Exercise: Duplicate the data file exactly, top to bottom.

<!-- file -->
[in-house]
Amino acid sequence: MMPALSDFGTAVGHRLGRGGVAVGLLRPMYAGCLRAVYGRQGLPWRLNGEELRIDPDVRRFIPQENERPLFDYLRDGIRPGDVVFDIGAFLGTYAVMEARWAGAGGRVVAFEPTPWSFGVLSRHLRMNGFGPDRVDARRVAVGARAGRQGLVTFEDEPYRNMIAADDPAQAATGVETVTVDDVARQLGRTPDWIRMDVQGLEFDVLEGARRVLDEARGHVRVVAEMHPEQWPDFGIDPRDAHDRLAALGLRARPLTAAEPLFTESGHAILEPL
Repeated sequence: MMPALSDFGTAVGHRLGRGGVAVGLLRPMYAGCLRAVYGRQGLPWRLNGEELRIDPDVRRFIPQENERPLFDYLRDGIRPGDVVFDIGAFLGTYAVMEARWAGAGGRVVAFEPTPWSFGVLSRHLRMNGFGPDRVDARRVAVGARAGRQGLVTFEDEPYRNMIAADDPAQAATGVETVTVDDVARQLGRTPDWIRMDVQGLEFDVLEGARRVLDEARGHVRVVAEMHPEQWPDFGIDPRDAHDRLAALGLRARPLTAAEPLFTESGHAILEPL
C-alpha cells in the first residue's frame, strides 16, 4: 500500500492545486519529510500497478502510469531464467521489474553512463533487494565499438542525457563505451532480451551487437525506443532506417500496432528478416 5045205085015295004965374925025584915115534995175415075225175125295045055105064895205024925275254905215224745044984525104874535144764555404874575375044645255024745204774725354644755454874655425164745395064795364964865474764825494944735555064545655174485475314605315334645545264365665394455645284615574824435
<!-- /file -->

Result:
[in-house]
Amino acid sequence: MMPALSDFGTAVGHRLGRGGVAVGLLRPMYAGCLRAVYGRQGLPWRLNGEELRIDPDVRRFIPQENERPLFDYLRDGIRPGDVVFDIGAFLGTYAVMEARWAGAGGRVVAFEPTPWSFGVLSRHLRMNGFGPDRVDARRVAVGARAGRQGLVTFEDEPYRNMIAADDPAQAATGVETVTVDDVARQLGRTPDWIRMDVQGLEFDVLEGARRVLDEARGHVRVVAEMHPEQWPDFGIDPRDAHDRLAALGLRARPLTAAEPLFTESGHAILEPL
Repeated sequence: MMPALSDFGTAVGHRLGRGGVAVGLLRPMYAGCLRAVYGRQGLPWRLNGEELRIDPDVRRFIPQENERPLFDYLRDGIRPGDVVFDIGAFLGTYAVMEARWAGAGGRVVAFEPTPWSFGVLSRHLRMNGFGPDRVDARRVAVGARAGRQGLVTFEDEPYRNMIAADDPAQAATGVETVTVDDVARQLGRTPDWIRMDVQGLEFDVLEGARRVLDEARGHVRVVAEMHPEQWPDFGIDPRDAHDRLAALGLRARPLTAAEPLFTESGHAILEPL
C-alpha cells in the first residue's frame, strides 16, 4: 500500500492545486519529510500497478502510469531464467521489474553512463533487494565499438542525457563505451532480451551487437525506443532506417500496432528478416 5045205085015295004965374925025584915115534995175415075225175125295045055105064895205024925275254905215224745044984525104874535144764555404874575375044645255024745204774725354644755454874655425164745395064795364964865474764825494944735555064545655174485475314605315334645545264365665394455645284615574824435